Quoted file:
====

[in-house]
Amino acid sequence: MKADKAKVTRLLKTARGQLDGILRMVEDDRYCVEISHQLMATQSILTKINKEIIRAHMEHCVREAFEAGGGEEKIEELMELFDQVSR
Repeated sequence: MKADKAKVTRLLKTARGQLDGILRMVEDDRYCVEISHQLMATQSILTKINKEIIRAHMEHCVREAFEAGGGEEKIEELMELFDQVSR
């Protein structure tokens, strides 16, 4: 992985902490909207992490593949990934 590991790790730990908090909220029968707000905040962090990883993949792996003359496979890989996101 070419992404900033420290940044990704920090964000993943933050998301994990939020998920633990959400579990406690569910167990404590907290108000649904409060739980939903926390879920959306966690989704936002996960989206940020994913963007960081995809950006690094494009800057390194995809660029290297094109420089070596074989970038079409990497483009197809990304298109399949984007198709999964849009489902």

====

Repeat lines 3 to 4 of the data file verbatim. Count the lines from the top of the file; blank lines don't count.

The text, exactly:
Repeated sequence: MKADKAKVTRLLKTARGQLDGILRMVEDDRYCVEISHQLMATQSILTKINKEIIRAHMEHCVREAFEAGGGEEKIEELMELFDQVSR
């Protein structure tokens, strides 16, 4: 992985902490909207992490593949990934 590991790790730990908090909220029968707000905040962090990883993949792996003359496979890989996101 070419992404900033420290940044990704920090964000993943933050998301994990939020998920633990959400579990406690569910167990404590907290108000649904409060739980939903926390879920959306966690989704936002996960989206940020994913963007960081995809950006690094494009800057390194995809660029290297094109420089070596074989970038079409990497483009197809990304298109399949984007198709999964849009489902």